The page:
Thursday, February 17, 2011

Author of The Help Sued

Kathryn Stockett, author of the bestselling novel The Help is being sued by her brother's maid. Ablene Cooper has been a maid for Stockett's brother for several years and alleges that Stockett used “an unauthorized appropriation of her name and image" in the novel. Ablene is referring to one of Stockett's main characters, Aibilene Clark. Cooper is suing for $75,000.

See the full article at the New York Times.

Wednesday, February 16, 2011

The Girl With the Fourth Stieg Larsson Book

Stieg Larsson's Girl with the Dragon Tattoo trilogy has been incredibly hot. Over 50 million copies have been sold, movies have been made in Sweden and will be made in America. When Larsson died in 2004, a dispute erupted between Larsson's family and his partner of 30 years, Eva Gabrielsson, over the rightful beneficiary of Larsson's estate and proceeds. Since Larsson and Gabrielsson were not legally married, the money has been given to his family, although she was recently awarded a $2.7 million settlement. Gabrielsson claims that money is not the issue, that she is more concerned with the changes that have been made to the original novel in translations and the movies. The rumor has been that Larsson started a fourth novel in the series but did not finish it before his death. Gabrielsson just published her own memoir in Europe in which she says she plans to finish the fourth novel. But, she will only finish the work when she is given "undisputed rights" to Larsson's estate.

Before Larsson wrote his novels, he was a journalist and one of the founders of the anti-fascist magazine Expo. A former colleague of Larsson's, Kurdo Baksi, recently published a book, Stieg Larsson: Our Days in Stockholm: A Memoir of a Friendship. Baski contends that as a reporter Larsson used to rig the facts and his work needed extensive editing. Gabrielsson claims that the work is slanderous and should be withdrawn.

Tuesday, February 15, 2011


I just finished reading the book Elsewhere by Gabrielle Zevin which is a teen book about a 14-year old girl named Liz.  Liz is killed in a hit and run accident and this book describes her afterlife.  I'm not sure exactly how I feel about this title yet but it reminds me of The Lovely Bones by Alice Sebold.  Sometimes books are so similar that I wonder why no one ever thought to say "hey, ya know, I think someone did that already?"  Then again, I guess that would knock out a lot of vampire books...

I don't know whether to laugh or cry...or vomit.

When I heard that Snooki was given a book deal, it was like a little piece of me died inside. I can take the factory fiction that certain authors endlessly churn out. The ridiculous celebrity memoirs, like Kardashian Konfidential. The commentaries from "political figures" I can't stand. I could even take the Nicole Richie novels. But this? Too far! Is this what we've become? Is this what young people are reading? You think I'm being dramatic? Overreacting? Here is a good article from which includes a nice summary and a few excerpts for your reading pleasure.

Friday, February 11, 2011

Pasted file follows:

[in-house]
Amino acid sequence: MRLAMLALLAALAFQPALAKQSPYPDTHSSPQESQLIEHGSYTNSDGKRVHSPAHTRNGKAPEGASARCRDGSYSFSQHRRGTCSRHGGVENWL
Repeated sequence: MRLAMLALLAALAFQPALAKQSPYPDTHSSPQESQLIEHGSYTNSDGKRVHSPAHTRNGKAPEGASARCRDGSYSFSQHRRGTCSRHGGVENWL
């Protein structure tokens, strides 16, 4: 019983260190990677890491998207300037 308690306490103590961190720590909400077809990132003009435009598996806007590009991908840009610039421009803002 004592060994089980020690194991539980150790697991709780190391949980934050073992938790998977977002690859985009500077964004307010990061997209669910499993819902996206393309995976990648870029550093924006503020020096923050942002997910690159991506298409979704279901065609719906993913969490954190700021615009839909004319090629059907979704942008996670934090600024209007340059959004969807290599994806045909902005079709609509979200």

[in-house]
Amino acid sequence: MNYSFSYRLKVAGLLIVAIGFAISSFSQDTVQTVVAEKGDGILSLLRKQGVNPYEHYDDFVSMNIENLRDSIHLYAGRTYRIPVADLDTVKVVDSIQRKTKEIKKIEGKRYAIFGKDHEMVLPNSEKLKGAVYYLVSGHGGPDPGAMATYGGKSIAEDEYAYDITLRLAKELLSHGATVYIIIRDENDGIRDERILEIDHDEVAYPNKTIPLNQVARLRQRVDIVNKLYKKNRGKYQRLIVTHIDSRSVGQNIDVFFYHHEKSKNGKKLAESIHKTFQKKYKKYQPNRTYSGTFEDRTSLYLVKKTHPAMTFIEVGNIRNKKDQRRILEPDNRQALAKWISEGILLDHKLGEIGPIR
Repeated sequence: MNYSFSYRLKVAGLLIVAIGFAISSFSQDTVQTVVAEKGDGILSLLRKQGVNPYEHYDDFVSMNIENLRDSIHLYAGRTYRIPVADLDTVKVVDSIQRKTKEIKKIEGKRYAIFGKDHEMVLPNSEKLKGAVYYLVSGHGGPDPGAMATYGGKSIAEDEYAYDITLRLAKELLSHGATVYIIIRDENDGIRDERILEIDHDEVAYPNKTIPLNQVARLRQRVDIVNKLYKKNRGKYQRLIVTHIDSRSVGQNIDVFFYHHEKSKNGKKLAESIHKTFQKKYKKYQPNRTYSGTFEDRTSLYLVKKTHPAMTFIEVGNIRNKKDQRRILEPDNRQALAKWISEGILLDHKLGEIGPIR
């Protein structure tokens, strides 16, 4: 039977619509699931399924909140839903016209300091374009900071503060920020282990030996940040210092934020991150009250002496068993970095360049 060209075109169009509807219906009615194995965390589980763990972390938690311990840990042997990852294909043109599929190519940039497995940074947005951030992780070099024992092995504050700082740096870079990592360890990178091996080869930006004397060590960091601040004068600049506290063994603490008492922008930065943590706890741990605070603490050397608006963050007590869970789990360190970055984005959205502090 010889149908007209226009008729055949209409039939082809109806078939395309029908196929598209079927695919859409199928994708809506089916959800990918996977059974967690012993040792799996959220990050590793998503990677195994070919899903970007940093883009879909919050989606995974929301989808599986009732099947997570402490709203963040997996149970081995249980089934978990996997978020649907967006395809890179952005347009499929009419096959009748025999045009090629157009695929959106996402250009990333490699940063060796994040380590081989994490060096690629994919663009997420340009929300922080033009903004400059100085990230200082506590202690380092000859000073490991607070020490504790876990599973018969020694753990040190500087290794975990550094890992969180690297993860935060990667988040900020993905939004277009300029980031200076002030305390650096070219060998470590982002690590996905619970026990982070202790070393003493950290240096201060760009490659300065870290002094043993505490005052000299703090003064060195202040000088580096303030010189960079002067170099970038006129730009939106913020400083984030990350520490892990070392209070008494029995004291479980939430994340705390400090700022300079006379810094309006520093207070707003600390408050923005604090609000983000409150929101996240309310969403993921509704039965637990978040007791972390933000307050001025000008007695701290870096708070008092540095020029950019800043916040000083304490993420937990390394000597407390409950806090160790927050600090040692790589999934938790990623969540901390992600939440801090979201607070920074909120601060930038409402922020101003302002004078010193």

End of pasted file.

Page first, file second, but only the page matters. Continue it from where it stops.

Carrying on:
The Face on the Milk Carton?

Many readers can name the books that were their favorites growing up and can explain in detail the story.  Many people can explain years later exactly why they loved or hated a book.  Personally, I have an amazing ability to quickly forget the details of a story but always retain the vague feeling of "thumbs up" or "thumbs down".  Professional right?  Well, it's the reason why I chose to read Look Again by Lisa Scottoline.

I distinctly remember reading the book The Face on the Milk Carton by Caroline B. Cooney when I was growing up.  I know it was a story about a girl who notices a missing child picture on the side of a milk carton and decides she is that missing girl.  That's about all I remember about the story.  I do, however, remember wondering if that could possibly ever happen to me and I would sadly find out that my parents had actually kidnapped me as a child.  This kinda sticks as a "thumbs up" book for me.  Side note--I'm very happy my parents didn't kidnap me.  Anyway, this random fascination stuck with me and I found myself reading the blurb for Look Again thinking "It's like the grown up version!".  A must read.

Right off the bat I have to tell you, when it comes to being the grown up version of The Face on the Milk Carton, it didn't disappoint.  Ellen Gleeson is a single mother to her adopted son, Will.  She adopted Will when he was abandoned in a hospital as a sick one year old.  Four years later, Ellen receives a missing child postcard in the mail with a picture that looks shockingly similar to her son.  You may be able to guess what happens but the how, what, where, when is pretty entertaining.  Look Again moves really quickly in a James Patterson super short chapters sort of way and has a great balance of characters to root for as well as against.  There is a little bit of violence towards to end but is quite minimal for what I was expecting.  If you're looking for a really in-depth, heart-pounding thriller then this may not be the choice for you.  If you're interested in a quick, engaging missing child mystery-go for it! 

Thursday, February 10, 2011

Sami Rohr Prize Finalists Announced

The Jewish Book Council announced the five finalists for the 2011 Sami Rohr Prize for Jewish literature. The prize honors the contribution of contemporary writers in the exploration and transmission of Jewish values and is intended to encourage and promote outstanding writing of Jewish interest in the future. And the nominees are...

Allison Amend – Stations West
Nadia Kalman- The Cosmopolitans
Julie Orringer—The Invisible Bridge
Austin Ratner – The Jump Artist
Joseph Skibell –A Curable Romantic